AMC’s adaptation of The Walking Dead is a hard sell because it turned the genre of zombie films over on its head. In the same way that the concept of a human drama back-lit by the zombie apocalypse might confuse/bore people jumping into a series (who were likely expecting more action/slaughter) it’s hard to describe what exactly makes Telltale’s video game adaptation magical to nerds like myself who get off on player interaction and debate.
+The twist Telltale put on the zombie survival game genre is nothing short of magic.
+The world is filled with characters who truly come alive through your interaction with them (minus the zombies of course).
+Telltale has provided a companion piece to a TV series that, for once, manages to capture the tone and concept of the original source material.
-Chapter 1 is far, far too short for my liking. It can be wrapped inside of two hours.
I think that we can all agree that zombies, as a whole, have kind of reached their critical mass in terms of being ‘a thing.’ They’ve always been around, but in the last couple of years their popularity has surged to a point where a game without zombies in it seems almost as obscene as a game without multiplayer. It’s a fiercely competitive genre right now, with no shortage of options for how it can be represented… and honestly, I thought we’d seen it all, but Telltale’s take, based on the world of the Walking Dead, has brought something entirely new to the table: the human angle.
When Telltale originally announced they were going to be the ones taking the helm for the Walking Dead tie-in game, my initial thought on the matter was ‘that makes sense’. Fans of the show, and I mean fans, people that enjoy the show, understand that it is a series about the human element. At its core it is a drama about people thrust into an unimaginably survival situation and how different people cope with that. The humans, rather than the zombies, outbreak, and global destruction, are the focal point, and that tends to throw people. That’s why, if anyone was going to make a companion piece to the TV series, it made all worlds of sense that it be Telltale, makes of fine adventure games that focus around character interaction rather than combat.
The only real complaint that I’ve had so far about the games that Telltale has queued up, is in the extremely short chapters for the episodic content. Having something that you can clear inside of about 2 hours of gameplay, feels a little weak (though, you can always go back through again and try additional dialog options). Though, Telltale was kind enough to acknowledge that by providing the first chapter for the relatively low cost (400msp or $5).
Honestly speaking, I’m probably one of those people that were at the front-line of the “no more zombie games” rally. I hate that the marketplace has been so completely oversaturated with the concept, I hate that every game has them, or at the very least references them in some way. But just like The Walking Dead brought me back around to enjoy zombies in film again, the game brings a new spin on the world that makes it feel all shiny and new. There’s something so completely elegant about the fact that you’re working your way through this scene, that we’ve seen about a thousand other times (the zombie apocalypse) and you’re not getting to be that John-Rambo-bad-ass that you normally play. Instead of picking up the shotgun of unending ammo and taking to the streets for a wave of carnage only rivaled by 90s action films, you’re spending your time sneaking around fields, back alleys, collecting supplies and negotiating with other survivors to keep your character alive for one more day.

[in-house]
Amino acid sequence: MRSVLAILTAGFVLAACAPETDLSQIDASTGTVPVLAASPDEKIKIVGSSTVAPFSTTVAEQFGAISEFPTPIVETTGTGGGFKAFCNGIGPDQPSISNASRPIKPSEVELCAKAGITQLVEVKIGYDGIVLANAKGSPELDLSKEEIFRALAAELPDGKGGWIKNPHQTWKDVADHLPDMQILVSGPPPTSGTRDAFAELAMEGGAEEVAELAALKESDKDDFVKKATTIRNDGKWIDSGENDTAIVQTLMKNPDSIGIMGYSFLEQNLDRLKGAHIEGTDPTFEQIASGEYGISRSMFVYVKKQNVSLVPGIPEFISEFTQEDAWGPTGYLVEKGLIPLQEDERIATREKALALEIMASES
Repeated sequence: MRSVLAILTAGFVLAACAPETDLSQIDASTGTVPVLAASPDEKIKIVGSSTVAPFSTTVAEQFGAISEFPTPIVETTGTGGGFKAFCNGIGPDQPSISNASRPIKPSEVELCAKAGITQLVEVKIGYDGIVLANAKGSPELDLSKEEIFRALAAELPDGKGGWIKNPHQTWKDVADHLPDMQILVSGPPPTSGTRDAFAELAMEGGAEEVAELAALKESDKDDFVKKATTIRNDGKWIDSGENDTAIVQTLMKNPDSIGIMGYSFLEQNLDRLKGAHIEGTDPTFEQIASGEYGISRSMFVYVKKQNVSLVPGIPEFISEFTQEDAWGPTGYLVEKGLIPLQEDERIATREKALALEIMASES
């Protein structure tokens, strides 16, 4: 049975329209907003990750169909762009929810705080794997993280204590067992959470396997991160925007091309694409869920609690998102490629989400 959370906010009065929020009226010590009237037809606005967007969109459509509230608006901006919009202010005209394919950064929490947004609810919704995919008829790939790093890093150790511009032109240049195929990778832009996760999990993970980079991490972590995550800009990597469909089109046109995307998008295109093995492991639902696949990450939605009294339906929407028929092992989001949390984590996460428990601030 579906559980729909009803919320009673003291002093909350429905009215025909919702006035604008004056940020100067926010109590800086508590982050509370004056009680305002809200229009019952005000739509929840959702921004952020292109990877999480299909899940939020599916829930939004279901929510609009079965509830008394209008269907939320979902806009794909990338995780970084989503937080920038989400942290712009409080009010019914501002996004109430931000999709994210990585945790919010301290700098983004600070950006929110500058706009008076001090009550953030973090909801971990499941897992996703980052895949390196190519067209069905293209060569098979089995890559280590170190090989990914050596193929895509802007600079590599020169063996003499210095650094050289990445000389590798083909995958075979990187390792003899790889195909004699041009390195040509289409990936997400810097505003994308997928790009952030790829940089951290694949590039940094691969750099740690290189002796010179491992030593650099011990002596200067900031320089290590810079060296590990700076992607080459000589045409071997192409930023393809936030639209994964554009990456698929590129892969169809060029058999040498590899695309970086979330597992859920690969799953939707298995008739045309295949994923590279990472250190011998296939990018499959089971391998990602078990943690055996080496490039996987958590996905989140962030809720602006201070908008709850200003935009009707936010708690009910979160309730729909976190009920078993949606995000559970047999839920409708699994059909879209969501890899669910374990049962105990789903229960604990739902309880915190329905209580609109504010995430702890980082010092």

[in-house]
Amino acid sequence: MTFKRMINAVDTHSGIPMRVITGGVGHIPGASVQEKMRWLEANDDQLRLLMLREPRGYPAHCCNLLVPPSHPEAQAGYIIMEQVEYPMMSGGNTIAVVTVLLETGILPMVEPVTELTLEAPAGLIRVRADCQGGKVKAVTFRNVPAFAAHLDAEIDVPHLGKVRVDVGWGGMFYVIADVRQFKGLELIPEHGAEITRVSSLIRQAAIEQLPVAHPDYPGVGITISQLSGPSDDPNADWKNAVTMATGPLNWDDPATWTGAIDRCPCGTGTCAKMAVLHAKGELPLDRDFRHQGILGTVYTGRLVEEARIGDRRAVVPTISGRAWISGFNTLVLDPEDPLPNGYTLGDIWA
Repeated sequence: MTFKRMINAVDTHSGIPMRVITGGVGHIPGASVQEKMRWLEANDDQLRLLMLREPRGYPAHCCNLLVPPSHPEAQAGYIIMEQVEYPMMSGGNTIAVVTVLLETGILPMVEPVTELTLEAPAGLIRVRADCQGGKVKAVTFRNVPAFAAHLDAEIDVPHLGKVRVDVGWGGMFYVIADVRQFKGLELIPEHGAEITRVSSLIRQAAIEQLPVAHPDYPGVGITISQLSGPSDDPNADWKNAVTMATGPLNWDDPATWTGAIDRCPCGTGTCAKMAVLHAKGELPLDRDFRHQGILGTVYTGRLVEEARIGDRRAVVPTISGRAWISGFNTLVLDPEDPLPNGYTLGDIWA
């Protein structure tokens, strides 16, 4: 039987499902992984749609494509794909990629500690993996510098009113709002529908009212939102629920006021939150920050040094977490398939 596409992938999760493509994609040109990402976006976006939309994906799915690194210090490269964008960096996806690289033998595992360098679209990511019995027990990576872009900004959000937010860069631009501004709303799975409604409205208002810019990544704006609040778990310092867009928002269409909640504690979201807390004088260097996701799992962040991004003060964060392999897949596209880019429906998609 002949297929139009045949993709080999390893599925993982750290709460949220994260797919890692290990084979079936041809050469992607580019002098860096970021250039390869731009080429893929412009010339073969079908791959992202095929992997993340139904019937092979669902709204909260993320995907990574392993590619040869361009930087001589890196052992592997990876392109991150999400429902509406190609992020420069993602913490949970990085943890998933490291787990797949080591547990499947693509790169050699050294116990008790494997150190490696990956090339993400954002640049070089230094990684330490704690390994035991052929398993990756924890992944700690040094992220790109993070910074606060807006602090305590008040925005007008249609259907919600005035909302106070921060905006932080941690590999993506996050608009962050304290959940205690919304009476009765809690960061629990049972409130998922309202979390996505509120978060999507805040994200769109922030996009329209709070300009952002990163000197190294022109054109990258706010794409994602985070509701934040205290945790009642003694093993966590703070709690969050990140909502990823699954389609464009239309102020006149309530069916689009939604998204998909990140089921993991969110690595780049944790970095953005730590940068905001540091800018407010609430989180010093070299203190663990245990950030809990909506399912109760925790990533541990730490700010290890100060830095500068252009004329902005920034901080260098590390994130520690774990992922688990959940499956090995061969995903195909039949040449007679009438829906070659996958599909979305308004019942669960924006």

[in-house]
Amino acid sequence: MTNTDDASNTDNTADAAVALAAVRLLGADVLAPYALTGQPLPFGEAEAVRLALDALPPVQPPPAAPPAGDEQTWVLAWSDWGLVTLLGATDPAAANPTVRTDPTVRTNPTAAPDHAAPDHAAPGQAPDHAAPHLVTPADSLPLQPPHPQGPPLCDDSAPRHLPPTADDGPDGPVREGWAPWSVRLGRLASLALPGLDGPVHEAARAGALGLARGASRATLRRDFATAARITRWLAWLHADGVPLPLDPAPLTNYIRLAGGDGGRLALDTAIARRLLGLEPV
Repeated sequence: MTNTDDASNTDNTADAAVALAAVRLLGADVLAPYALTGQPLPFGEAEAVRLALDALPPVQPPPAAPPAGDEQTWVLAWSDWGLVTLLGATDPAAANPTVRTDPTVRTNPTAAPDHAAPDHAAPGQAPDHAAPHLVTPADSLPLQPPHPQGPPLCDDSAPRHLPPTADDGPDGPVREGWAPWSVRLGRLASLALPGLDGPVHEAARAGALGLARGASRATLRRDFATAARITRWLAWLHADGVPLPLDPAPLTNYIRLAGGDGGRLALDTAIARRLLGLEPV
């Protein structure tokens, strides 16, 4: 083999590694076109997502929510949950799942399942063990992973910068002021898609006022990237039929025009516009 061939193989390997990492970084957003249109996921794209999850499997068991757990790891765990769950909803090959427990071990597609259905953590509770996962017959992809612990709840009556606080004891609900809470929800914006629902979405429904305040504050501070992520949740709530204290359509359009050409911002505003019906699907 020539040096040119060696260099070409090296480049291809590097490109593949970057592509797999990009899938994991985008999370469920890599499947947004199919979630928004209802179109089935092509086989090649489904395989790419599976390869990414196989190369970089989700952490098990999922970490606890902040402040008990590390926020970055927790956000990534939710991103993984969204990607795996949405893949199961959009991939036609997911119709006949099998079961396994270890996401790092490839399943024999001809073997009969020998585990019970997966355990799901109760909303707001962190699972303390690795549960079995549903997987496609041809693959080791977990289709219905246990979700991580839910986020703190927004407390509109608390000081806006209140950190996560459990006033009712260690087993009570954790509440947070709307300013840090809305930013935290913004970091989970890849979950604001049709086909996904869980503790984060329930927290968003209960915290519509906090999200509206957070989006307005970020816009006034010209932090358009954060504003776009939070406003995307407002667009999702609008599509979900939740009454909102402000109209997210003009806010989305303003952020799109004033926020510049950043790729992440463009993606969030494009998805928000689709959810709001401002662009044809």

Friends of mine will, probably, tell you that I’m a not only a fan of debate but of player-interaction in board games. Telltale has brought that passion into a single-player environment in an interesting way that helped me to prove (to myself and others) that I’d be able to survive any apocalyptic scenario that doomsday wants to throw our way. Your character has to navigate the impending obliteration of the human race by building relationships, utilizing quick thinking in clutch moments of gameplay, and keeping people on his side. Its strategy, but not in the way that we’d generally define in console/computer gaming. There’s no tanks crossing boarders or alien fleets to command, it’s all about you interacting intelligently with some pretty intelligent AI representing the human condition that will get you to the ‘victory screen’ at the end.
The concept is a bold new one, and it’s something I would love to see pushed further as the series progresses. Some of my favourite moments in traditional RPGs, like Skyrim, Fallout, and Mass Effect, has been in the way that you interact with the world… but their consequences were never this vital. You could be an ass as much as you liked, and it would just mean potentially having less friends when diving into a fray, or a nicer apartment to drop your gear off in. In Telltale’s Walking Dead, it’s literally the only way to survive.
The first chapter may be short, but it’s also sweet, if I can get away with using a bit of a cliché, and it left me for a desire for the additional chapters as they release. If you’re a fan of the unique flavor that The Walking Dead brought to TV, then you’re absolutely going to love what Telltale does for a video-game adaptation of the universe on console and PC.
A review copy of this game was provided by the publisher.